All you need is love … at least according to The Beatles and their hit song of the same name. In the autoimmune world, we need more than love to survive, but self-love as medicine may just be the missing prescription we need to thrive.
Inflammatory Thoughts Create Inflammatory Bodies
For someone to have an autoimmune disease, many factors must be in place. However, it often takes a single, traumatic event to set it off. For many of us, the onset of disease is traced back to physical or emotional trauma. When an initial stressor isn’t properly managed or healed, the body stays stressed, allowing autoimmunity to continue.
We also know that chronic stress negatively affects the immune system because stress triggers inflammation, our body’s natural defense. The medical paper, “Stress as a Trigger of Autoimmune Disease,” reports that stress-triggered hormones lead to immune dysregulation, which ultimately results in autoimmune disease.”
That’s a very scientific way of saying that chronic stress causes chronic inflammation, which in turn, produces autoimmune conditions.
Therefore, if we are stuck in our trauma (living with PTSD, for example, or perhaps holding on to bitter feelings following a breakup), we ruminate in inflammatory thoughts. This creates an inflammatory body because we remain in a heightened sympathetic, fight-or-flight state.
To regulate the imbalance, use stress management techniques as part of autoimmune disease treatment.
Mental Healing Leads to Physical Healing
The field of psychoneuroimmunology is fairly new and looks at the mind-body connection by evaluating interactions between the central nervous system and the immune system. There have been many scientific studies that prove how giving and receiving love increases oxytocin, dopamine, and adrenaline. Research has also shown that love can lower blood pressure, reduce anxiety, improve immunity, lessen pain, and reduce stress, and improve cardiovascular health. But what about self-love?
In 2014, Dr. Habib Sadeghi gave a powerful TED Talk in which he described how changing his mindset and inner dialogue around his testicular cancer diagnosis helped him reverse his prognosis by lowering his cortisol levels. In 2017, a Psychology Today article supported this belief, showing how negative self-talk and self-criticism led to adverse physical and mental health.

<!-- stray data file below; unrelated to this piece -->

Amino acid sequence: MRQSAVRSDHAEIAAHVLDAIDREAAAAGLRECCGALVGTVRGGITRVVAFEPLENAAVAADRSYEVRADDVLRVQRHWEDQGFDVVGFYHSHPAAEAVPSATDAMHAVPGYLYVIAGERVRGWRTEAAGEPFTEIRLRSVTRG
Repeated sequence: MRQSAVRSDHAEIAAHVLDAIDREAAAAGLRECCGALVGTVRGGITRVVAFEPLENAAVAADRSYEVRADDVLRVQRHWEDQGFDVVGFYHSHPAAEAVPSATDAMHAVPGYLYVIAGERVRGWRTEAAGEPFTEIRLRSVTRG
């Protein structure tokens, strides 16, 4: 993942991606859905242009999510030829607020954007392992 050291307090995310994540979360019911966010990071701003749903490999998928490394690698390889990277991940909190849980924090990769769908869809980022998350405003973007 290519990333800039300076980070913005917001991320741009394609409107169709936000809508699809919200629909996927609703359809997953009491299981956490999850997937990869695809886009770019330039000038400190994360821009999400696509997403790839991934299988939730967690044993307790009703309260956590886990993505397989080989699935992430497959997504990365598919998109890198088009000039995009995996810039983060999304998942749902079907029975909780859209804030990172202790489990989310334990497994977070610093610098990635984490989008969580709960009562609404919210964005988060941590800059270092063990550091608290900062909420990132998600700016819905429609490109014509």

Moral of the story: Our thoughts have power, so make them positive.
Self-Love as Medicine
We know that giving and receiving love has a positive effect on biochemistry by reducing stress levels, which in turn reduces inflammation, the root cause of most chronic illnesses. If positive changes happen when we love others, imagine when we love ourselves?
So how do we cultivate self-love? It’s more than just repeating loving mantras and being our own hype person. Sure, those things help. After all, you are a badass mom/wife/sister/friend/daughter/bosslady, but you need to really believe what you’re saying. And that often takes practice. Lots of practice. Daily meditation, gratitude journaling, affirmations, and fostering a mindfulness practice can help with this.
Social psychologist Barbara Fredrickson published a study in 2008 in which she found that the symptoms of illness decreased through regular loving kindness meditation. Daily meditation centers us in the moment and allows us to become more self-aware. There are tons of books, videos, and apps like Calm, Breethe, and Insight Timer to try. (Personally, I’ve been taking meditation classes through the Peloton app and loving it!)
For example, gratitude journaling and repeating affirmations (or receiving daily affirmations through apps like Happy Not Perfect and I Am) also help to ground us. Being more self-aware gives us the ability to catch negative self-talk and replace it with more compassionate, kind-hearted language. Reframe your thoughts by shifting your perspective. Focus on your past successes and look for evidence that proves your hostile beliefs wrong. Maybe you’re having a difficult time managing your chronic illness right now and you’re feeling hopeless. Allow yourself to feel that, but then release it; remind yourself that you’ve survived hard days before and you will again because of your strength and fortitude.
The Ripple Effect
Mindfulness breeds self-awareness, and self-awareness breeds self-acceptance. This allows us to release judgement and truly accept ourselves — flaws and all, disease and all. Therefore, when we really accept ourselves, and have compassion, we treat ourselves better. That can look like setting boundaries, putting ourselves first, asking for help, eating a healthy diet, moving our bodies daily, prioritizing sleep, taking medication, and making better decisions about our health and well-being. All of this is an expression of self-love.
Having love for ourselves has rippling effects throughout the body, mind, and soul that are beyond measure. Viewing self-love as medicine is just one more tool in the toolbox of complementary protocols to manage autoimmune disease and chronic illness so we can thrive, not just survive.